Marinelli said he didn't want his players thinking about it, either.
That changed this week.
Marinelli refused to talk about it with reporters, but his players did.
"He said, 'We're not going 0-16,'" running back Aveion Cason recalled Marinelli saying. "Nobody wants to be a part of NFL history."
At least not that kind.
The Lions (0-12) seem to be marching toward a dubious distinction, getting routed in their last four games after being competitive in the previous four, with games remaining against Minnesota and New Orleans at home, and Indianapolis and Green Bay on the road.
In fact, Las Vegas oddsmakers are gambling that Detroit will finish the season winless.
If you think the Lions are going to make history, you'll have to bet $160 or $180 to make $100, according to the Glantz-Culver line and Las Vegas Sports Consultants, respectively.
Rookie running back Kevin Smith insisted he's not worried about the possibility of surpassing the 1976 Tampa Bay Buccaneers, who went 0-14 in an expansion season, as the worst team in NFL history.
"If I cared about what everybody thought about the Lions in the world, I'd be worried about a lot of people," Smith said. "Who cares?"
"I suppose that reflects on us," Minnesota coach Brad Childress said. "But everybody is entitled to their opinion."
Perhaps those who are predicting Detroit, a heavy underdog in Las Vegas, will win its next game haven't been paying attention to what Minnesota (7-5) has been doing lately.
The Vikings won their past two games against Chicago and at Jacksonville by a combined score of 64-26 and have victories in four of their last five games. Adrian Peterson has run for an NFL-high 1,311 yards, quarterback Gus Frerotte is 7-3 as starter since replacing Tarvaris Jackson, and the Vikings haven't given up 20 points in nearly a month.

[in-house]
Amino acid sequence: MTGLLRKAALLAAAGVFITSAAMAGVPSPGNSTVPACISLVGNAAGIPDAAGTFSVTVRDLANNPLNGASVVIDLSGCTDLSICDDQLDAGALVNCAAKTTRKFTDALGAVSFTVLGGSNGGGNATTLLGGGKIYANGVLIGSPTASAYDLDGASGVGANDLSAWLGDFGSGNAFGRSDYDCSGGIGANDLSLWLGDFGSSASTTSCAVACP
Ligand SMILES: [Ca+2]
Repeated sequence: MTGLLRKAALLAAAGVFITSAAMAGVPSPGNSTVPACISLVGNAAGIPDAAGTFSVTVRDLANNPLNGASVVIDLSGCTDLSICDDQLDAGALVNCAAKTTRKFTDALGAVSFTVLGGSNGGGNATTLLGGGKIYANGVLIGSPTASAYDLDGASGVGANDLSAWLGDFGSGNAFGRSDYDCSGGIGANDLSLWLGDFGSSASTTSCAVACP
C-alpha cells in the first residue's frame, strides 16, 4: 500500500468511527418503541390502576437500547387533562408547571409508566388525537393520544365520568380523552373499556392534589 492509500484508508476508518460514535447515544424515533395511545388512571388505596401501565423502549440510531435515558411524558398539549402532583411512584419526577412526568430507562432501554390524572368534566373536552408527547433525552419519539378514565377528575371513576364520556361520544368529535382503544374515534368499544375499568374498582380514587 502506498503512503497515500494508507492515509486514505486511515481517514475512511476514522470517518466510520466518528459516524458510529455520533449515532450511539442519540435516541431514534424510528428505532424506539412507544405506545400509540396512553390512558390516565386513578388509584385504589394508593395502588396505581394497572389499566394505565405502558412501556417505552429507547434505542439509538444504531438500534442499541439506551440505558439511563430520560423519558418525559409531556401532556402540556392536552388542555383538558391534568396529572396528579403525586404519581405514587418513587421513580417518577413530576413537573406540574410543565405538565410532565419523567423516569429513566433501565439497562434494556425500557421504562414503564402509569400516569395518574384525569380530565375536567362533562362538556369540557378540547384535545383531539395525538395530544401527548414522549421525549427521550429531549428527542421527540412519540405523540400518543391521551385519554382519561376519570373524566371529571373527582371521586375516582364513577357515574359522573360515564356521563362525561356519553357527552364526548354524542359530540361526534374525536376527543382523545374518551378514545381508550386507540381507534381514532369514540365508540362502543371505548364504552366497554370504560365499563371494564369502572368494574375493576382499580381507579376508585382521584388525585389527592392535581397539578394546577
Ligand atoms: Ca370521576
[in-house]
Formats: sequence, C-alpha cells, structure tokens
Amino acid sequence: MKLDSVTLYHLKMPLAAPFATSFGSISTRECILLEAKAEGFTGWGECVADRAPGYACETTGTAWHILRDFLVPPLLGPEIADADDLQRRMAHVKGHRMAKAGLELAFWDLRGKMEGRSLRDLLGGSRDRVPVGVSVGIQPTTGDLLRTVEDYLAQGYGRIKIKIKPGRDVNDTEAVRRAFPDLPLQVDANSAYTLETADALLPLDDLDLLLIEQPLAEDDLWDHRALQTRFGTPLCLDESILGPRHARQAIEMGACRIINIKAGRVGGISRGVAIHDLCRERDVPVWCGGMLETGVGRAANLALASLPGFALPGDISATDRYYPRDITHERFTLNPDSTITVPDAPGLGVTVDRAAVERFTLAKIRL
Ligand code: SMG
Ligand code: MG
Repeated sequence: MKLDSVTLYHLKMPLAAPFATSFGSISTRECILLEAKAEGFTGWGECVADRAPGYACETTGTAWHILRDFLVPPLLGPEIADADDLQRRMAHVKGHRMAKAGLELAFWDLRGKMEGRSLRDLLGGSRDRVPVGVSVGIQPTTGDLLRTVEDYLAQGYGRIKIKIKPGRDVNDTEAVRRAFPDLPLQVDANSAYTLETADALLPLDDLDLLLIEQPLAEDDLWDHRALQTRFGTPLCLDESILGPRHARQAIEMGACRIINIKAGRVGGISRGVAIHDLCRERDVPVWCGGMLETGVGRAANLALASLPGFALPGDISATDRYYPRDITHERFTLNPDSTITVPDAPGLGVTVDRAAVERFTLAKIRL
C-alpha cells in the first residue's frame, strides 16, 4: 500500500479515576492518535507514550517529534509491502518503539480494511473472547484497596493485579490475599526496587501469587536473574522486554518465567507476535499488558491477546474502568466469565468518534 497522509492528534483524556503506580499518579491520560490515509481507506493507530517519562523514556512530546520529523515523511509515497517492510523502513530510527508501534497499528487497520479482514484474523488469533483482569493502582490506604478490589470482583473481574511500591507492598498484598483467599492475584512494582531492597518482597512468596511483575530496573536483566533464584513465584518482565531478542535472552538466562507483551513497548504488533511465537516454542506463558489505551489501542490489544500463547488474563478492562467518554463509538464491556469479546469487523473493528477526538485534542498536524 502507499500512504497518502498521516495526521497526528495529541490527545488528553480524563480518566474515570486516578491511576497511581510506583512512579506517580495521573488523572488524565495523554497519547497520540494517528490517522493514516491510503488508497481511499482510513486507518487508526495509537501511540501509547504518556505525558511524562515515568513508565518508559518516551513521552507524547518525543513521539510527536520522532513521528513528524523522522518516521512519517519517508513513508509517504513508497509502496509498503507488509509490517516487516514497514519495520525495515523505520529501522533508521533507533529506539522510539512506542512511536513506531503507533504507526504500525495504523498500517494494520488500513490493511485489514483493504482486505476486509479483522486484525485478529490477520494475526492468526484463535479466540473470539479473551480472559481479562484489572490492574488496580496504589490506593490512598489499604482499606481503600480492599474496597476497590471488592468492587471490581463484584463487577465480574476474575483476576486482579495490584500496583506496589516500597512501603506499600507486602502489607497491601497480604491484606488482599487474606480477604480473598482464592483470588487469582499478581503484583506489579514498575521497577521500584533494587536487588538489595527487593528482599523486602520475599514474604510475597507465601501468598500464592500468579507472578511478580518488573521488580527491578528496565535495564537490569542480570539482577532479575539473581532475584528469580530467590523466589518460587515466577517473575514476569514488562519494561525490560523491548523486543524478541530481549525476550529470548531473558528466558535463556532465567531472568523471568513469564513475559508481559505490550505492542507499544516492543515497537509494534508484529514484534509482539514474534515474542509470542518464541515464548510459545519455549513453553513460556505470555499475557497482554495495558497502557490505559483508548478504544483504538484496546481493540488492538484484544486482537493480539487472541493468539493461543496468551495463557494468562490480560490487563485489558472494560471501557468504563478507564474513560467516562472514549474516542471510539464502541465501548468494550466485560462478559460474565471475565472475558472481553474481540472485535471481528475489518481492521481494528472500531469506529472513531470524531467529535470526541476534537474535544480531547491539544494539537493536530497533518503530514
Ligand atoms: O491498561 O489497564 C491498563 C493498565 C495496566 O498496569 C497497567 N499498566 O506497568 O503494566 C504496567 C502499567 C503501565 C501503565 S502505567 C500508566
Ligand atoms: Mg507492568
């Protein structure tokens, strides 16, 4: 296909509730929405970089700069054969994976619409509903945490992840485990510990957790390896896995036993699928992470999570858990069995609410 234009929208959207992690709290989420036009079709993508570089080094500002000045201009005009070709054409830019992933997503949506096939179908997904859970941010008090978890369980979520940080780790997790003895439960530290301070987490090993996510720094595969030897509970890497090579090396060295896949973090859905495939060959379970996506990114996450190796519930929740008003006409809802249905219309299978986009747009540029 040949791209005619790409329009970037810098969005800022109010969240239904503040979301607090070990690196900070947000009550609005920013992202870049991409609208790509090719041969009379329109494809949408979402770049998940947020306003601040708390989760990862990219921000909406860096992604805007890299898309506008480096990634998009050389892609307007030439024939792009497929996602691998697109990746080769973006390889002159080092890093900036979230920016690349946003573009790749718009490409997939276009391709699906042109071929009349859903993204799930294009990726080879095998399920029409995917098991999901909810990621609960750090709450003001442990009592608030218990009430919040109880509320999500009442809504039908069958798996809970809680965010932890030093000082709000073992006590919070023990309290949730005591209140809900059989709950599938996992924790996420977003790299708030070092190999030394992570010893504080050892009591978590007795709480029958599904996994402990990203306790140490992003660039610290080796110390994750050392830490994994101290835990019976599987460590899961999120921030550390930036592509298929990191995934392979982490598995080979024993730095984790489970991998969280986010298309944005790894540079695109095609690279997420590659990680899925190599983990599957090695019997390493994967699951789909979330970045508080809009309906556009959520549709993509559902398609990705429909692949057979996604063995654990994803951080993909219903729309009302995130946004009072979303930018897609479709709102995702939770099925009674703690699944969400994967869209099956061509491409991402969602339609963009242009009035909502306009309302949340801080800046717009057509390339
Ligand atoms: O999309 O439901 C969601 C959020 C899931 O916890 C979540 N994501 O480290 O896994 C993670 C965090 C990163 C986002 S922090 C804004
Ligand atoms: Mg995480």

Minnesota's defense had a setback off the field when the NFL suspended run-stuffing linemen Pat Williams and Kevin Williams for testing positive in training camp for a banned diuretic that can be used to mask steroids.
The NFL Players Association filed a lawsuit Thursday to block the suspension for both players, along with three of the other four involved.
"That's the media's job to stir that stuff up," Minnesota defensive end Jared Allen said. "It's our job to discard it and go out and play football."
The Lions played their best football -- in terms of the final score -- on Oct. 12 at Minnesota, when they lost 12-10 after a disputed penalty set up the winning field goal. The game was made memorable because their quarterback, Dan Orlovsky, obliviously ran out of the back of the end zone for a safety.
"It can be scary because you know they're going to come out fighting," Minnesota safety Darren Sharper said. "We have to make sure we come out fast and answer their intensity at the start.
"If we do that, we'll be fine."
"It's always good to play your old team, but we're just trying to win a game right now against anybody," Culpepper said.
While everybody has been talking about the Lions possibly going 0-16, offensive tackle Jeff Backus is glad his coach addressed it with the players for the first time.
"Everybody knows we're in this situation and nobody has gone 0-16 and we only have so many games left to get a win," Backus said. "Why not present it to the team and let teams know where we stand?"
Copyright 2008 by The Associated Press